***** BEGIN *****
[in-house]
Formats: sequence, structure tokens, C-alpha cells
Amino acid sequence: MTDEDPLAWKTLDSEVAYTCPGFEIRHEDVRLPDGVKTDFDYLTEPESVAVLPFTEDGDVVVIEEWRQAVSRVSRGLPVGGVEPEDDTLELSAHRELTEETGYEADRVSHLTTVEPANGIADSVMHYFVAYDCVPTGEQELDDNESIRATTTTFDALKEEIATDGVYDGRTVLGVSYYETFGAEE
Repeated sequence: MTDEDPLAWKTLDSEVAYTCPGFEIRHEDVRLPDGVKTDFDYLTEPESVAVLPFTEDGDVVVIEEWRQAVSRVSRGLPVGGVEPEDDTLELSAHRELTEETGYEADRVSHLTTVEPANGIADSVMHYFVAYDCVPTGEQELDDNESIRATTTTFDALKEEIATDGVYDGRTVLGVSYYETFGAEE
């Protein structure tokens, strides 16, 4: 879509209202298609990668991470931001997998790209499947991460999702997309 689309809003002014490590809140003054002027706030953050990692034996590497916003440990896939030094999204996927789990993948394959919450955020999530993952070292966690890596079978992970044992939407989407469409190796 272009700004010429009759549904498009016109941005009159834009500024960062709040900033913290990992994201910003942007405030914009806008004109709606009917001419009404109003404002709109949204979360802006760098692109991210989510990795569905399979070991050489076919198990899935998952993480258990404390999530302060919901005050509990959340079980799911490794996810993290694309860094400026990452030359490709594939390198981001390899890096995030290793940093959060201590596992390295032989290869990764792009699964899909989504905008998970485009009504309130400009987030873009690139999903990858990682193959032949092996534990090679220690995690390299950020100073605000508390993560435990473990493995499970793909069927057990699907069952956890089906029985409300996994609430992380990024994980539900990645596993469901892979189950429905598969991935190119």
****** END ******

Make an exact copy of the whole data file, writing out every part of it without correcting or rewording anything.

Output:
[in-house]
Formats: sequence, structure tokens, C-alpha cells
Amino acid sequence: MTDEDPLAWKTLDSEVAYTCPGFEIRHEDVRLPDGVKTDFDYLTEPESVAVLPFTEDGDVVVIEEWRQAVSRVSRGLPVGGVEPEDDTLELSAHRELTEETGYEADRVSHLTTVEPANGIADSVMHYFVAYDCVPTGEQELDDNESIRATTTTFDALKEEIATDGVYDGRTVLGVSYYETFGAEE
Repeated sequence: MTDEDPLAWKTLDSEVAYTCPGFEIRHEDVRLPDGVKTDFDYLTEPESVAVLPFTEDGDVVVIEEWRQAVSRVSRGLPVGGVEPEDDTLELSAHRELTEETGYEADRVSHLTTVEPANGIADSVMHYFVAYDCVPTGEQELDDNESIRATTTTFDALKEEIATDGVYDGRTVLGVSYYETFGAEE
């Protein structure tokens, strides 16, 4: 879509209202298609990668991470931001997998790209499947991460999702997309 689309809003002014490590809140003054002027706030953050990692034996590497916003440990896939030094999204996927789990993948394959919450955020999530993952070292966690890596079978992970044992939407989407469409190796 272009700004010429009759549904498009016109941005009159834009500024960062709040900033913290990992994201910003942007405030914009806008004109709606009917001419009404109003404002709109949204979360802006760098692109991210989510990795569905399979070991050489076919198990899935998952993480258990404390999530302060919901005050509990959340079980799911490794996810993290694309860094400026990452030359490709594939390198981001390899890096995030290793940093959060201590596992390295032989290869990764792009699964899909989504905008998970485009009504309130400009987030873009690139999903990858990682193959032949092996534990090679220690995690390299950020100073605000508390993560435990473990493995499970793909069927057990699907069952956890089906029985409300996994609430992380990024994980539900990645596993469901892979189950429905598969991935190119």